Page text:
Post Office Protocol, POP – POP3
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In computer terms, Post Office Protocol (POP) is a protocol used by e-mail clients to retrieve e-mail from a server by a TCP/IP connection. Another e-mail retrieving protocol is Internet Message Access Protocol (IMAP). Basically all modem e-mail clients and servers use and support both protocols. The POP protocol has several versions with POP3 as the current version.
POP (POP1) was enacted in 1984, where users have an option to leave e-mail on a server after download or have the option to delete the message. The typical scenario is the user will connect, retrieve messages and store them on the user’s PC, delete them from the server, then disconnect.
Deletion of the message is marked so when the user disconnects the message will be deleted from the server.
POP2 was initiated in 1985.
POP3 was initiated in 1988 and is the current protocol. The original POP3 used an unencrypted login with a user and password access system. Today the POP3 protocol supports several different authentication methods to access a user’s e-mail.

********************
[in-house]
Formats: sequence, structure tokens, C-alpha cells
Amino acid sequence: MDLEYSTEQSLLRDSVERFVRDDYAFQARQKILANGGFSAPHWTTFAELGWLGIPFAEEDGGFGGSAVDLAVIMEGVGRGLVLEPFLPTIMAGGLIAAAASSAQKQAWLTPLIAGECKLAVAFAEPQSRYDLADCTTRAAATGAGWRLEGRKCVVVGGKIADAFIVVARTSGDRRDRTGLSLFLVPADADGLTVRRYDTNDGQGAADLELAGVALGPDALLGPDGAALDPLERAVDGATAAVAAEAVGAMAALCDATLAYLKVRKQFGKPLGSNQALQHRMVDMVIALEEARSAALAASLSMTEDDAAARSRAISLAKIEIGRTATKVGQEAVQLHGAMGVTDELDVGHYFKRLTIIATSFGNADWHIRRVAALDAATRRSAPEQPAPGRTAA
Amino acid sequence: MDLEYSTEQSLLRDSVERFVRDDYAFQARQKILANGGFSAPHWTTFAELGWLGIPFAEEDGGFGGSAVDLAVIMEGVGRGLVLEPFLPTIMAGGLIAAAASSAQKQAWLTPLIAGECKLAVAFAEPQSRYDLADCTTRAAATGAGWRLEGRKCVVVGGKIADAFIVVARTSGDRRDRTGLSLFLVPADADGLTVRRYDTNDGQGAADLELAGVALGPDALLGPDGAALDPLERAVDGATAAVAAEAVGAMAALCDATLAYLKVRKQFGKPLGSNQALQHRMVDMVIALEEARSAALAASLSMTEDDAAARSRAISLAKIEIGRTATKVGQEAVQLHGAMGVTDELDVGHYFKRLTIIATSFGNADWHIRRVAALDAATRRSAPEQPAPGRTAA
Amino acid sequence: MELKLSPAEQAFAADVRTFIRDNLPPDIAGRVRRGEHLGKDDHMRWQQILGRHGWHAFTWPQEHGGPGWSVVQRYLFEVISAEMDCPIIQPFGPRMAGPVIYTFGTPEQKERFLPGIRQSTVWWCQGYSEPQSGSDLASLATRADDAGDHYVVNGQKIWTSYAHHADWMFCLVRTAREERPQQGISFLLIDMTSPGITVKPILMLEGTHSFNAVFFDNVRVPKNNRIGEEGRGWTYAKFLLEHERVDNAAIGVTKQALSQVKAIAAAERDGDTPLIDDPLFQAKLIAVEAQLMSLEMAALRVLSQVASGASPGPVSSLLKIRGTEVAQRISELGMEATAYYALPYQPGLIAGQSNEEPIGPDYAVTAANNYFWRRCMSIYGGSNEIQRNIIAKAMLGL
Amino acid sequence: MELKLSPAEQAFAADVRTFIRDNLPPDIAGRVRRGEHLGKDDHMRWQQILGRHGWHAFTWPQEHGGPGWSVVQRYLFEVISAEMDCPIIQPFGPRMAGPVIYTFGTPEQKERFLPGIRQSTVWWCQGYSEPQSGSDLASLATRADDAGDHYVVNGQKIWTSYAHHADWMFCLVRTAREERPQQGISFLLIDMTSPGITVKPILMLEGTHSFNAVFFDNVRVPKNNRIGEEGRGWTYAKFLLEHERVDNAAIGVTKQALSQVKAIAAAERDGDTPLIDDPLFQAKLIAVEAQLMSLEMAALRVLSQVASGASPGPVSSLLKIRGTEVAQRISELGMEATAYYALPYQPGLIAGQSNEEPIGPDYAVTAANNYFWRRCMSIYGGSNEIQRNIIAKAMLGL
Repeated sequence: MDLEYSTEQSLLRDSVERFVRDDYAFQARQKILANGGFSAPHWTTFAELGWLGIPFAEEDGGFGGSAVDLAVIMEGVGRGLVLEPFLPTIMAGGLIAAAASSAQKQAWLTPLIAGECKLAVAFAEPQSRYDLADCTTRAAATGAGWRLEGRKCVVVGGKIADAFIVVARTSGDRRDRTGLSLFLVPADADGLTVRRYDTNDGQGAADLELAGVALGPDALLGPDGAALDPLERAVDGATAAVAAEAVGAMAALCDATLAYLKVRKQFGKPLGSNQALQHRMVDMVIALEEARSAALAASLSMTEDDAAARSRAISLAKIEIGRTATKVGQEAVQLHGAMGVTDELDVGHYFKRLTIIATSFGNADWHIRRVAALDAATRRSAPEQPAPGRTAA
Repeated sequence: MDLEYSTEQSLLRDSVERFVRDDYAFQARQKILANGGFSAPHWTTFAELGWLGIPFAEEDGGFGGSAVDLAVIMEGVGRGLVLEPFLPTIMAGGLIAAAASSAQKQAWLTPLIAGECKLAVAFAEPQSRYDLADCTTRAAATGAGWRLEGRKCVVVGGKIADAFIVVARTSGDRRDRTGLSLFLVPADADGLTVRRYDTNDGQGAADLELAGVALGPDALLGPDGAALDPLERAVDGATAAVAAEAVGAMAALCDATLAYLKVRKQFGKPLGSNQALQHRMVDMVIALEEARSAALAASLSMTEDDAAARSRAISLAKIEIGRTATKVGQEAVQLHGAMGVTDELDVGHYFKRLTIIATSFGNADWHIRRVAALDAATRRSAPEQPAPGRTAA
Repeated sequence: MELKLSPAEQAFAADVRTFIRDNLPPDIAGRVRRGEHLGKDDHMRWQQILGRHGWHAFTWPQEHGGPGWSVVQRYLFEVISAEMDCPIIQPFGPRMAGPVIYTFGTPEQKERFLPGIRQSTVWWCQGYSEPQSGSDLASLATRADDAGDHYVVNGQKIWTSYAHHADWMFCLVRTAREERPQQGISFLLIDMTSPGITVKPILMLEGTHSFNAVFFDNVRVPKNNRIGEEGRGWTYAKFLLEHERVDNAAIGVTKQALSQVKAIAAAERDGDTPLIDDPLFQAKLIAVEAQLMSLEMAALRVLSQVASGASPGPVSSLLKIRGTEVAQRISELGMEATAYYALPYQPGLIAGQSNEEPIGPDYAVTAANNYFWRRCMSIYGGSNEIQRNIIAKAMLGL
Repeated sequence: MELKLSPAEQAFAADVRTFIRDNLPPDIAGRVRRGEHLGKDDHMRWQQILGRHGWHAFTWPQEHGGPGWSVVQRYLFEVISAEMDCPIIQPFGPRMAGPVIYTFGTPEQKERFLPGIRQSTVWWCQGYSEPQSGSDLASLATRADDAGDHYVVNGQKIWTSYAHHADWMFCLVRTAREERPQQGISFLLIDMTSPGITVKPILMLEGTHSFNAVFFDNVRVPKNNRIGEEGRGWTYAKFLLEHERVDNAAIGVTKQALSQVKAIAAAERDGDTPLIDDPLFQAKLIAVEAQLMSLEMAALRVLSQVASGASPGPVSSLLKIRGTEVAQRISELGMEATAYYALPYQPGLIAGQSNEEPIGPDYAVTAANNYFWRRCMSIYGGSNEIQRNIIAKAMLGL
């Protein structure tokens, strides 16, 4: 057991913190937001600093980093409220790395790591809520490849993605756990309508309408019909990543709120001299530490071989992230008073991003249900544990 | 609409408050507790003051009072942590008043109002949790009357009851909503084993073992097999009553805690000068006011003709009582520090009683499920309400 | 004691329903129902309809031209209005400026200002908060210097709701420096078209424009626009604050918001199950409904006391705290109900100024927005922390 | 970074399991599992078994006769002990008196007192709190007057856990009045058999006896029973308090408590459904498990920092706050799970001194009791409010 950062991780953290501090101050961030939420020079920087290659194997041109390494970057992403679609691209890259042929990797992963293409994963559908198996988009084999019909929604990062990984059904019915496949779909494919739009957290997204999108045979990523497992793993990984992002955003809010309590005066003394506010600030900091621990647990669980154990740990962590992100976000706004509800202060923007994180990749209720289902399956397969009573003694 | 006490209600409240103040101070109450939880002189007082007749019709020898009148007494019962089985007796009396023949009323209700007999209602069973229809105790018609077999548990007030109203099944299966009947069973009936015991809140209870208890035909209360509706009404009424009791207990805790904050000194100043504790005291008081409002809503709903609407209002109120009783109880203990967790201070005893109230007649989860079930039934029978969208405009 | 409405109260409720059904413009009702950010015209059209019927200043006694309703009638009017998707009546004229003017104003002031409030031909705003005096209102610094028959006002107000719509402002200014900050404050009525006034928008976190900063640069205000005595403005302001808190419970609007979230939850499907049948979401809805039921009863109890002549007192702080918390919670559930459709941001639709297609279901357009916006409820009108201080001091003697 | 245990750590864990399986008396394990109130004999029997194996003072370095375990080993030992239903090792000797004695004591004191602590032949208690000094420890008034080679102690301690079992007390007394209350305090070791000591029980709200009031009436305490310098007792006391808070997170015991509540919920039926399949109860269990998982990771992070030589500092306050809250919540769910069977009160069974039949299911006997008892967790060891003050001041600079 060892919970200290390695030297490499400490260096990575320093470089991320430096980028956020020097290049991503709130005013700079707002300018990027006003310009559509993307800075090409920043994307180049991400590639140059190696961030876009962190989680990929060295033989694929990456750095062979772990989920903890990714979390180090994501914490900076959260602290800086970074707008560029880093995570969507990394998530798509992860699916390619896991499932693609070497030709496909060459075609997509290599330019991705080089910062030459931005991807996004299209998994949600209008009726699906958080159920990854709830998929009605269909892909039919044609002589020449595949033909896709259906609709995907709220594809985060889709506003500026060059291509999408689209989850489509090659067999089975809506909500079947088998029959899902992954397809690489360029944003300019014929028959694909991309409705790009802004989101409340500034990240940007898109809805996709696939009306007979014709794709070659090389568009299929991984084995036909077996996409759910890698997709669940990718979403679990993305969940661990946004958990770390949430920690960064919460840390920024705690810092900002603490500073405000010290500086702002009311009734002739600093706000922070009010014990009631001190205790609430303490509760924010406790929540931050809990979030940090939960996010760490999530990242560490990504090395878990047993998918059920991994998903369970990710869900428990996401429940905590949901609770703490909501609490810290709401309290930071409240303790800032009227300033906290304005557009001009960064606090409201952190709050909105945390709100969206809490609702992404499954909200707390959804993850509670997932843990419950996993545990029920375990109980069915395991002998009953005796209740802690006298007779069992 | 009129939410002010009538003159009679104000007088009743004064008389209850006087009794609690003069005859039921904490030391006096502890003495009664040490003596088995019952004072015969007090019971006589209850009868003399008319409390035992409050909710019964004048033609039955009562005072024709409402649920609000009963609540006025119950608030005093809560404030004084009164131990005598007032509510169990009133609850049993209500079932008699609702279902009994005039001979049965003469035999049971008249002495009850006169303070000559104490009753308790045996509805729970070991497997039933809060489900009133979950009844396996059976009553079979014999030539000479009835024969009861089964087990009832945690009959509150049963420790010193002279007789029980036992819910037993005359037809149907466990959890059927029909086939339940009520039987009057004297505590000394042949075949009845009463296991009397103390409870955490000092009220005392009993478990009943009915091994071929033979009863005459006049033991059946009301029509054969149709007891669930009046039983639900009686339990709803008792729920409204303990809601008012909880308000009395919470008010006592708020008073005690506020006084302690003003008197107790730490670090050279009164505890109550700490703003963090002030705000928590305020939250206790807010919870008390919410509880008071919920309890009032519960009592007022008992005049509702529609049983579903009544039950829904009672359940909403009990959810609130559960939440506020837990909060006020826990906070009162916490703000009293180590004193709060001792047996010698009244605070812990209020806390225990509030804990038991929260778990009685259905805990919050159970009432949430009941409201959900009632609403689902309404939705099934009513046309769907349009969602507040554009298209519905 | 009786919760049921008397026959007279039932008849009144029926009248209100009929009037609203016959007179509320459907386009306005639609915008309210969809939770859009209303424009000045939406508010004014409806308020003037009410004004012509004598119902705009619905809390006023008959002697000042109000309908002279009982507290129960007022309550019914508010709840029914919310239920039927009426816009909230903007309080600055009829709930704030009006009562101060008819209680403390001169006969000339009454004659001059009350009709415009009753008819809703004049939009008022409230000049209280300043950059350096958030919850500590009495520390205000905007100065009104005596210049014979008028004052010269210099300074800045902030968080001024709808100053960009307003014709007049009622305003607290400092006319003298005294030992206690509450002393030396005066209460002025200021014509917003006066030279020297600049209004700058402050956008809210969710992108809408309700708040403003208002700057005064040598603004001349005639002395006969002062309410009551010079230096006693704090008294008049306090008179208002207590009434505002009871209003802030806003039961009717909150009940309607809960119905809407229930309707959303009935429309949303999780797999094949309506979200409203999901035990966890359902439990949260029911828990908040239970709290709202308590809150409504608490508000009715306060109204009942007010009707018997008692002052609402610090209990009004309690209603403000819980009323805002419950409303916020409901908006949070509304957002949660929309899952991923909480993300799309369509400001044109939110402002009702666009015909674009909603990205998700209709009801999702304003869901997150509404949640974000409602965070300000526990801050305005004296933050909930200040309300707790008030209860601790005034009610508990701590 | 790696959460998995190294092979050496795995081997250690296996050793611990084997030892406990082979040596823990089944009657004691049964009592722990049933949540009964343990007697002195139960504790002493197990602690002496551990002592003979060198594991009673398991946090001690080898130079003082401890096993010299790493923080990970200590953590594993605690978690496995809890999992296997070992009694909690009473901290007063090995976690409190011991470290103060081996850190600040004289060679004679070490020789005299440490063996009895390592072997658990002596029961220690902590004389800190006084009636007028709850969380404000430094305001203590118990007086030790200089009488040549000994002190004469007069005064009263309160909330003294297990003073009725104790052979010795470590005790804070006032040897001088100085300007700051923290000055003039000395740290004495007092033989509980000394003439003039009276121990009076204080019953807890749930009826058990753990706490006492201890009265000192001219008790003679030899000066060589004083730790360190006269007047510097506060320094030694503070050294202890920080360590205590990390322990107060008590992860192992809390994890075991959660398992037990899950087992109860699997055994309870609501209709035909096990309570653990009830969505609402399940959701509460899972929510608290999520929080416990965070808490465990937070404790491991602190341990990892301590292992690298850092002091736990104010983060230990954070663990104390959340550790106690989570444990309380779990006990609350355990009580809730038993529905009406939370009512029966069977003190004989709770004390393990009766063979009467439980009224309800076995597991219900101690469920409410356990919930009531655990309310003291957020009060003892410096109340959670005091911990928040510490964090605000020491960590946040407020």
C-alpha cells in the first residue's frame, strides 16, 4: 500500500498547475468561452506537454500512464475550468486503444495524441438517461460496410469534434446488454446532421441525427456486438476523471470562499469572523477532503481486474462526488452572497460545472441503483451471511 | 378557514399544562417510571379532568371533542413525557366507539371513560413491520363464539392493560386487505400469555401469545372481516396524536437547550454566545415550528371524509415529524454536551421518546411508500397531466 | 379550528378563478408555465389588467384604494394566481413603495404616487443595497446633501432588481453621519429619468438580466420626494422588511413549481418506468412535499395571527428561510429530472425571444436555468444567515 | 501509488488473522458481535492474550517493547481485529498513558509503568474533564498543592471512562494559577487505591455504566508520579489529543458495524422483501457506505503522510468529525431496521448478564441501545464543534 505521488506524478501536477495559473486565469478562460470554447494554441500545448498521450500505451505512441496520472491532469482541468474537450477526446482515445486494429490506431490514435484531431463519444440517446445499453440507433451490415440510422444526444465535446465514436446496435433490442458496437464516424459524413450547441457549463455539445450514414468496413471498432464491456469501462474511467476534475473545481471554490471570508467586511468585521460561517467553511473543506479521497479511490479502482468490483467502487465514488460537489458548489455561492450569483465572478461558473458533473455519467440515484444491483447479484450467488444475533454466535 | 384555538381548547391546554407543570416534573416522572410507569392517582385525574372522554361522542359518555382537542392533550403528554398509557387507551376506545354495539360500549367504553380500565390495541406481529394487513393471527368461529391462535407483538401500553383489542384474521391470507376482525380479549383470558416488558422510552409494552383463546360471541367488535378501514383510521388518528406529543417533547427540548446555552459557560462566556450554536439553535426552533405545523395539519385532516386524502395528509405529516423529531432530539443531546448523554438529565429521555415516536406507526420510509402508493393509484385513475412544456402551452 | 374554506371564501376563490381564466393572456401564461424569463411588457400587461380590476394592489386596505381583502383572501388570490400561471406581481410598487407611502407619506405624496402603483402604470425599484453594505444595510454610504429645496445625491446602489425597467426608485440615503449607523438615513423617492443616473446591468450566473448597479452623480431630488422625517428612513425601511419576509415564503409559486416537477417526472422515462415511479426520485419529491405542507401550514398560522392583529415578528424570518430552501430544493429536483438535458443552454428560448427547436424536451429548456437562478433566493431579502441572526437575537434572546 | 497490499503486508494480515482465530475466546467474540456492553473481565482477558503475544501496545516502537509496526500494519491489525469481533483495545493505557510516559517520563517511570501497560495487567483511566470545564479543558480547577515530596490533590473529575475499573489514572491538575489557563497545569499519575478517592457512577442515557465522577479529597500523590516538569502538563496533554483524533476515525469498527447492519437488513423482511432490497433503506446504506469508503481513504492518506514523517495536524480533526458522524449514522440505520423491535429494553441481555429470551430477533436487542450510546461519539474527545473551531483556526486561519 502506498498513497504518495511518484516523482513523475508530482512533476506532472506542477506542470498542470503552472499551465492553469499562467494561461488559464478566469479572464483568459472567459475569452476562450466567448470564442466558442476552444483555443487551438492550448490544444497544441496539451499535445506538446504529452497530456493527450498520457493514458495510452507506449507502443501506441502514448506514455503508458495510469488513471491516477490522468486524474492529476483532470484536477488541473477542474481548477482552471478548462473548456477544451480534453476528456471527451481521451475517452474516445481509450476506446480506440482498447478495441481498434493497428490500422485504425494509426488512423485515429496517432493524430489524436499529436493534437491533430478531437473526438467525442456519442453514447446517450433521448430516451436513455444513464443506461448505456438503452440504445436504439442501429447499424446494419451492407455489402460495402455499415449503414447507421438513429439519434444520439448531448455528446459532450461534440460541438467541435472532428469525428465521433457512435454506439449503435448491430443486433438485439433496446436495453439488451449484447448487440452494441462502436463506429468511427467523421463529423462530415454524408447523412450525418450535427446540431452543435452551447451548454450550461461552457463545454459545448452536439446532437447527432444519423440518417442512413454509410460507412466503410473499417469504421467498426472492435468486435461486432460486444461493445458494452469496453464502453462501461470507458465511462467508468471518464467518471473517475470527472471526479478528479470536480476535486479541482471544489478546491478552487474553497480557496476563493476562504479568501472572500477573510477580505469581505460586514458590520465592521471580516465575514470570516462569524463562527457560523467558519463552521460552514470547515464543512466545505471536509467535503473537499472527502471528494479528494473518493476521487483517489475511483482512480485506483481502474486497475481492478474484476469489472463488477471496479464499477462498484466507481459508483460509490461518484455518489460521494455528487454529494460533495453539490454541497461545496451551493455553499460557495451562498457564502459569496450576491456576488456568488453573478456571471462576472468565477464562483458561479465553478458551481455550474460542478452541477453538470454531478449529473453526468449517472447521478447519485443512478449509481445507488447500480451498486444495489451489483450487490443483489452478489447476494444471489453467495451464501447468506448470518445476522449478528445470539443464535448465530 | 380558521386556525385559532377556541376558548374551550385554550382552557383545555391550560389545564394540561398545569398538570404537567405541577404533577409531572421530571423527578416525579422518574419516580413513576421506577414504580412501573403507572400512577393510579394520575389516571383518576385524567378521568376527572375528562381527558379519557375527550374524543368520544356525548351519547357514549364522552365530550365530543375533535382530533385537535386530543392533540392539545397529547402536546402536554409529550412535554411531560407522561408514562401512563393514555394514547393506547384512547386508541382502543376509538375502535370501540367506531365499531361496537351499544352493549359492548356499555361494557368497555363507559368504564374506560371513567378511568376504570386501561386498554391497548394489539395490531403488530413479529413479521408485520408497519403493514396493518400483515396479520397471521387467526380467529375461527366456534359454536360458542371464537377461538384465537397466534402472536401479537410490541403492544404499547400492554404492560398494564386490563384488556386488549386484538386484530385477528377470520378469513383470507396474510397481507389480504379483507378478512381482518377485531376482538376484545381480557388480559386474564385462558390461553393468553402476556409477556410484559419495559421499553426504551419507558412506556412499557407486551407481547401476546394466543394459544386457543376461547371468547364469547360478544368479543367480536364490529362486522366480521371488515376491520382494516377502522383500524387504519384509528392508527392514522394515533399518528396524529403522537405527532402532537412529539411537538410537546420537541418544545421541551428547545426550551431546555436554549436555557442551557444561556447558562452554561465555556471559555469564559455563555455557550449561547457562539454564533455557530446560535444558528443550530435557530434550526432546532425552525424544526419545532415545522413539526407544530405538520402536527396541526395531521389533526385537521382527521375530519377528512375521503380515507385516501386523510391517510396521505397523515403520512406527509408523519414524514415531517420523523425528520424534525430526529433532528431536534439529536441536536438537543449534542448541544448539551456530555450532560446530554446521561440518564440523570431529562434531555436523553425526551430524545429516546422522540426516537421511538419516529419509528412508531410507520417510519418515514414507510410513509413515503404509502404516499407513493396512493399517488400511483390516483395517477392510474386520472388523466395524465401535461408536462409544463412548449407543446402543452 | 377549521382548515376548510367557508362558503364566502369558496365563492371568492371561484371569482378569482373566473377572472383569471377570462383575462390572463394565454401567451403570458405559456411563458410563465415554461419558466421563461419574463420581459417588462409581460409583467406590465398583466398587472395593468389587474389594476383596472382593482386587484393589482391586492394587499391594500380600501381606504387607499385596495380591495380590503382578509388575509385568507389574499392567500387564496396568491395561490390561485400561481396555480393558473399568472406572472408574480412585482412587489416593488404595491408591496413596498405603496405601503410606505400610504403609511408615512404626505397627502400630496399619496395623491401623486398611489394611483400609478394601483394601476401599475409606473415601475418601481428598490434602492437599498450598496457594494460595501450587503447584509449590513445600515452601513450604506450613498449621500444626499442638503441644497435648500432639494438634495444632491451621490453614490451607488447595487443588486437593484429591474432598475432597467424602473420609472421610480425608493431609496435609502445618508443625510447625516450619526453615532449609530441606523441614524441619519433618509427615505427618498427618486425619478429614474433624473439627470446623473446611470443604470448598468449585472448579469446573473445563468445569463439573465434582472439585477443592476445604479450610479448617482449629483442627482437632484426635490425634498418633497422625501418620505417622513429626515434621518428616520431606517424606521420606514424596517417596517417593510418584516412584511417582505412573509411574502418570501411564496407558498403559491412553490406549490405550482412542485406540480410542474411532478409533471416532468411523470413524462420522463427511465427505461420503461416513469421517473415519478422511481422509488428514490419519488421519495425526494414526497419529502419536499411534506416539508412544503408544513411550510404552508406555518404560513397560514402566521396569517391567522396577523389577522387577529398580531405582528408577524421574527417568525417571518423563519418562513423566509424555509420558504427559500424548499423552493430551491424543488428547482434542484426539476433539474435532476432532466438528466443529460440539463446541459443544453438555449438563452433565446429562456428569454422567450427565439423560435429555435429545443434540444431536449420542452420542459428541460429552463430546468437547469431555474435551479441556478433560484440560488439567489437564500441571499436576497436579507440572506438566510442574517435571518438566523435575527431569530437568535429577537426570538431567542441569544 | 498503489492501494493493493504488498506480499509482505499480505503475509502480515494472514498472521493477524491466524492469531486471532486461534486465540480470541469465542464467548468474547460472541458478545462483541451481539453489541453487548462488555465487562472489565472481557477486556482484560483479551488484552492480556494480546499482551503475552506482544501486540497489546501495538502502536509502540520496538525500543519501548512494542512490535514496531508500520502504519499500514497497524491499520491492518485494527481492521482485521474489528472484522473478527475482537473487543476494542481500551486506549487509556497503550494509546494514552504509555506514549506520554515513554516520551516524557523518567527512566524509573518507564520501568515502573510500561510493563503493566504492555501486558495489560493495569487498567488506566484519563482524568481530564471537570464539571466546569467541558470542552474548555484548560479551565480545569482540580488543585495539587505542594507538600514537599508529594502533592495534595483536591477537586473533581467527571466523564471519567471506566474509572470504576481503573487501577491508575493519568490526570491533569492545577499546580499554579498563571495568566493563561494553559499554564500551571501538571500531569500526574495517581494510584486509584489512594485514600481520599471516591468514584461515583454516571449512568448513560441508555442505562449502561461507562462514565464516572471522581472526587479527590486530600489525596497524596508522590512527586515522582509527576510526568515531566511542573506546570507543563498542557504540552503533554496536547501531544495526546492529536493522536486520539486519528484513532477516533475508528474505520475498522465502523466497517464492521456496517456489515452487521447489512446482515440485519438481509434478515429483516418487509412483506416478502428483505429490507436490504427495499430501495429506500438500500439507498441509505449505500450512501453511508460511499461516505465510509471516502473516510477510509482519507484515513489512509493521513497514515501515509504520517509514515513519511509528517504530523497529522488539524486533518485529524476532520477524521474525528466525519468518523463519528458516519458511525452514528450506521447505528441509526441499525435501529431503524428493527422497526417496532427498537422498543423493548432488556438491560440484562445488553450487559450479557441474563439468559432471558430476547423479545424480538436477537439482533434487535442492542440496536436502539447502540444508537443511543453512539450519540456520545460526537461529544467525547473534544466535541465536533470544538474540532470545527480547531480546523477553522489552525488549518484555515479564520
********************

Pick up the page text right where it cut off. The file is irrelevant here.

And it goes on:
A proposal for POP4 has been outlined but since 2003 has made no progress.
Another proposal for the POP3 was to offer extensions with POP3 but this was discouraged and it was established that the role of POP3 was mainly for users to retrieve, download, and delete messages within their mailbox.
A couple of extensions are as follows:
STARTTLS: This allows the use of Transport Layer Security (TLS) or Secure Sockets Layer (SSL) on the POP3 port instead of another.
SDPS: This allows multiple accounts per domain known as Standard Dial-up POP3 Service (SDPS).